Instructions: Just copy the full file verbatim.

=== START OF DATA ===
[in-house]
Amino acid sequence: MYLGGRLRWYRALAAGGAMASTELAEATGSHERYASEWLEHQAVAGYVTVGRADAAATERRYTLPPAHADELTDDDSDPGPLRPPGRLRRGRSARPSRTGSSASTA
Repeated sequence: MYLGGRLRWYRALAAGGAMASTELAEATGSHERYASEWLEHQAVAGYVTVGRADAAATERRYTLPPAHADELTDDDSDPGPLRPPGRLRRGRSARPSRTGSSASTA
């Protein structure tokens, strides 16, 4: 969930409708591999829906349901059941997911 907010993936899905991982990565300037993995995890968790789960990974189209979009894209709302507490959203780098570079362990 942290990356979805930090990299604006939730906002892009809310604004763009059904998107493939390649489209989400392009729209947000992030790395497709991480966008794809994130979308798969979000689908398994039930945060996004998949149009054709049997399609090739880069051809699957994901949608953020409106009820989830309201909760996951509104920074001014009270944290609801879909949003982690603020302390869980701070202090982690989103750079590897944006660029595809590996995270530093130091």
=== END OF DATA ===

[in-house]
Amino acid sequence: MYLGGRLRWYRALAAGGAMASTELAEATGSHERYASEWLEHQAVAGYVTVGRADAAATERRYTLPPAHADELTDDDSDPGPLRPPGRLRRGRSARPSRTGSSASTA
Repeated sequence: MYLGGRLRWYRALAAGGAMASTELAEATGSHERYASEWLEHQAVAGYVTVGRADAAATERRYTLPPAHADELTDDDSDPGPLRPPGRLRRGRSARPSRTGSSASTA
């Protein structure tokens, strides 16, 4: 969930409708591999829906349901059941997911 907010993936899905991982990565300037993995995890968790789960990974189209979009894209709302507490959203780098570079362990 942290990356979805930090990299604006939730906002892009809310604004763009059904998107493939390649489209989400392009729209947000992030790395497709991480966008794809994130979308798969979000689908398994039930945060996004998949149009054709049997399609090739880069051809699957994901949608953020409106009820989830309201909760996951509104920074001014009270944290609801879909949003982690603020302390869980701070202090982690989103750079590897944006660029595809590996995270530093130091």